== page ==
Lt. Gov.-elect Peggy Flanagan didn’t have to explain why she went out of her way to tell those at a Minnesota Chamber of Commerce event Tuesday that the incoming administration was open to listening to what business had to say.
In the lead up to the 2018 election, business organizations had not exactly been allies of the DFL or its governor candidate, Tim Walz. “That’s one of the reasons why, when I received this invitation I said, ‘Yes, absolutely,” Flanagan told attendees of the Women in Business Annual Legislator Luncheon.
“It is really, really important that when we talk about One Minnesota, we mean One Minnesota,” Flanagan said of the Walz administration. “And that we work across lines of difference in order to get things done. And the best ideas — contrary to what you heard for the last several months — can come from both sides of the aisle.”
She delivered that message after an election in which business tried hard, and spent heavily, to help Republicans keep control of the state Legislature, even if those groups mostly stayed away from the governor’s race once former Gov. Tim Pawlenty was defeated in the GOP primary.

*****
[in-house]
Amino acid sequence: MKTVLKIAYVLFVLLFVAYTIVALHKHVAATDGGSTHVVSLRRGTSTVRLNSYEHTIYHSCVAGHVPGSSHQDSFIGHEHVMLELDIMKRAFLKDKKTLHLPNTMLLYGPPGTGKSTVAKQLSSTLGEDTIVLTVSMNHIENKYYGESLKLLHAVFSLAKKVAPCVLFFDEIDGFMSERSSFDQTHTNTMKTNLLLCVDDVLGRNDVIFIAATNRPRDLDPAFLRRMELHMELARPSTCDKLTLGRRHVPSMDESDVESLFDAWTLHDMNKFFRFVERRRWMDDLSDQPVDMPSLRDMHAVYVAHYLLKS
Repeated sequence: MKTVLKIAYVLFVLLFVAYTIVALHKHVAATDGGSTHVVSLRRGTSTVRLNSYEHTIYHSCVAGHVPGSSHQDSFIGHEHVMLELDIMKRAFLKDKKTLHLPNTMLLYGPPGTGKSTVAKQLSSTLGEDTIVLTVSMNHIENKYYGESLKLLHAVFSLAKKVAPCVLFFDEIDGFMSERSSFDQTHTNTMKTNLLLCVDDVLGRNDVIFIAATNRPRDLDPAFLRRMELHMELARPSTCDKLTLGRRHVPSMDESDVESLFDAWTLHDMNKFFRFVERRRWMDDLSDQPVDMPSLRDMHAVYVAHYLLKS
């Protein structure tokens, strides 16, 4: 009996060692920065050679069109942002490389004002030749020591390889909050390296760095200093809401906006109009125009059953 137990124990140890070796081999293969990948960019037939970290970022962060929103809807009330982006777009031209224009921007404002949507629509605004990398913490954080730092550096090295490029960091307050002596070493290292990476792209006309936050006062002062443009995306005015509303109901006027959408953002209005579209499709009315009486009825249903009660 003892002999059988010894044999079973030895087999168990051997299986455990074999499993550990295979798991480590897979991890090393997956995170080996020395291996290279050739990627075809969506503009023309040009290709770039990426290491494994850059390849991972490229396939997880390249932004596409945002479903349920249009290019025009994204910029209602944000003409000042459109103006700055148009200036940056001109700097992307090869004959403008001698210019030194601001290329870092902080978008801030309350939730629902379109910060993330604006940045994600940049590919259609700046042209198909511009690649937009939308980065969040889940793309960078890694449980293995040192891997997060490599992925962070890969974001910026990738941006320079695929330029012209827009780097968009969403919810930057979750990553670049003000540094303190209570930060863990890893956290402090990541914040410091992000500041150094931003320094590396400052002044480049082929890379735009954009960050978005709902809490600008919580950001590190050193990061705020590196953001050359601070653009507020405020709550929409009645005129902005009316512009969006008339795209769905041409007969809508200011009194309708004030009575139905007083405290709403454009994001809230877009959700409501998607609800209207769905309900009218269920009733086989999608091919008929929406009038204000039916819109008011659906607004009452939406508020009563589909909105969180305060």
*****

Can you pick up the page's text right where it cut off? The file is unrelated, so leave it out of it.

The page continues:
While DFL-affiliated groups outspent Republican counterparts five-to-one on the governor’s race, they were outspent almost two-to-one on legislative races. The pro-business Minnesota Jobs Coalition, for one, spent $709,000 in independent expenditures through the Oct. 22 reporting period, while a chamber-connected organization, the Pro Jobs Majority, spent $1.38 million. The Coalition of Minnesota Businesses, which is affiliated with the Minnesota Business Partnership, spent another $824,000.
If the purpose of all the money was to keep the state House in GOP hands, it didn’t work. Nearly all of the DFL candidates in contested districts won, despite the heavy spending against them. Which means that groups like the chamber must now shift from campaign mode into lobbying mode, trying to figure out a way to work with people they opposed not all that long ago.
On Tuesday, that shift included lunch.
“We look forward to working with you and the Walz administration during the upcoming session,” said Laura Bordelon, senior vice president for advocacy at the chamber, before introducing Flanagan.